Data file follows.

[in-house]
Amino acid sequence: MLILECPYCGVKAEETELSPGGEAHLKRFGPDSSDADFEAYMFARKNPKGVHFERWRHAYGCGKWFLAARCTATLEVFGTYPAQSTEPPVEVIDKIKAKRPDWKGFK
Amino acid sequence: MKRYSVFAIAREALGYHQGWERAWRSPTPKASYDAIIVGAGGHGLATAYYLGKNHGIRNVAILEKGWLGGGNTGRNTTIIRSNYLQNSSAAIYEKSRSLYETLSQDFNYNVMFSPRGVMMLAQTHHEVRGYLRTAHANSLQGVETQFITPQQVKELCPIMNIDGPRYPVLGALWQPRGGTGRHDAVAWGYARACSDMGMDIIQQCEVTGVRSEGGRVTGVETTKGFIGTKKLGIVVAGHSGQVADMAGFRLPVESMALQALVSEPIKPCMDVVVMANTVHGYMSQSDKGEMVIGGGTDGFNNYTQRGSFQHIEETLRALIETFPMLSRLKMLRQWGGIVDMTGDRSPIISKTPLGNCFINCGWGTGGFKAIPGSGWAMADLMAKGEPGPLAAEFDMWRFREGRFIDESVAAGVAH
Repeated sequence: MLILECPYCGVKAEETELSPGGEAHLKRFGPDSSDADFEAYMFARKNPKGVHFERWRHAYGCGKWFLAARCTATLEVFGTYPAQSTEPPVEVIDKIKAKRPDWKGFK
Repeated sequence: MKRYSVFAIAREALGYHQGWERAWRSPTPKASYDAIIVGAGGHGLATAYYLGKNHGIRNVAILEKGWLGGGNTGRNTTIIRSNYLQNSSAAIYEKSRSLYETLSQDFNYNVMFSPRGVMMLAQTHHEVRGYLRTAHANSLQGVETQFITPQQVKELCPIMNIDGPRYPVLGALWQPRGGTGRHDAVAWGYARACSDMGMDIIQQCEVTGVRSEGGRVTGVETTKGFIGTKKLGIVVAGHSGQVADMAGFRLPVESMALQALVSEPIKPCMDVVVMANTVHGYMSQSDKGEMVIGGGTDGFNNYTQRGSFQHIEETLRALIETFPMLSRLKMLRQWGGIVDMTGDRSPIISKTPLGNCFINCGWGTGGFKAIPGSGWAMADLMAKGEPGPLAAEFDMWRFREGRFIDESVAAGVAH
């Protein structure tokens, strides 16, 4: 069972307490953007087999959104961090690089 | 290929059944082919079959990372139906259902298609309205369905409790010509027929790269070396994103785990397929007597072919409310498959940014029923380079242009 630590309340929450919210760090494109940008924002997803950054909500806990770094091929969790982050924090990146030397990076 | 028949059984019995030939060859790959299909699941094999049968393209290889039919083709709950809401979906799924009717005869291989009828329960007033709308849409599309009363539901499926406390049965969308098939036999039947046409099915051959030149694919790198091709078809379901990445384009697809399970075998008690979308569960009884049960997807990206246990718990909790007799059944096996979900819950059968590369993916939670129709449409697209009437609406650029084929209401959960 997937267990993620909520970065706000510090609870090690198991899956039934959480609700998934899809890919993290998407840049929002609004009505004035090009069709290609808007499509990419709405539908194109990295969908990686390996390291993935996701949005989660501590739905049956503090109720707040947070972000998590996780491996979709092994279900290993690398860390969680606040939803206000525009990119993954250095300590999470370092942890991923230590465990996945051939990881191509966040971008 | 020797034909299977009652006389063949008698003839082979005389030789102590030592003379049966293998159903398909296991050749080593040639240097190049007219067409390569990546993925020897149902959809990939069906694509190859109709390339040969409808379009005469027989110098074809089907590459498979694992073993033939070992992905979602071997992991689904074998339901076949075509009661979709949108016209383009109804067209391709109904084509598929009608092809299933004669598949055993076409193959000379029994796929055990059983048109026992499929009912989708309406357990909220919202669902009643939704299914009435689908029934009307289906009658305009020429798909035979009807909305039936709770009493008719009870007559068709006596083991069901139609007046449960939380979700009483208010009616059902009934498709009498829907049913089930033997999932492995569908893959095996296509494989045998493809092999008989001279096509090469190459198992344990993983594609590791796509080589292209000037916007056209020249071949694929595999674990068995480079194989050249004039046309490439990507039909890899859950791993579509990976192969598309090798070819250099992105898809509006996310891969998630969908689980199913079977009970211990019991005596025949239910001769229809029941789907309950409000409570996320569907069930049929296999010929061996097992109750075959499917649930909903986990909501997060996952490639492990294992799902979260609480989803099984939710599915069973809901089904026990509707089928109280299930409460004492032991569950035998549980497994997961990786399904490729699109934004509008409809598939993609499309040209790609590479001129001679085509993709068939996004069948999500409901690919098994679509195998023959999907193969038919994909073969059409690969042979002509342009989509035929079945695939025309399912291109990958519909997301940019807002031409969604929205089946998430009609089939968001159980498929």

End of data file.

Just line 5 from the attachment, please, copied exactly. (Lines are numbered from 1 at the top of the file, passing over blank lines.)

Repeated sequence: MKRYSVFAIAREALGYHQGWERAWRSPTPKASYDAIIVGAGGHGLATAYYLGKNHGIRNVAILEKGWLGGGNTGRNTTIIRSNYLQNSSAAIYEKSRSLYETLSQDFNYNVMFSPRGVMMLAQTHHEVRGYLRTAHANSLQGVETQFITPQQVKELCPIMNIDGPRYPVLGALWQPRGGTGRHDAVAWGYARACSDMGMDIIQQCEVTGVRSEGGRVTGVETTKGFIGTKKLGIVVAGHSGQVADMAGFRLPVESMALQALVSEPIKPCMDVVVMANTVHGYMSQSDKGEMVIGGGTDGFNNYTQRGSFQHIEETLRALIETFPMLSRLKMLRQWGGIVDMTGDRSPIISKTPLGNCFINCGWGTGGFKAIPGSGWAMADLMAKGEPGPLAAEFDMWRFREGRFIDESVAAGVAH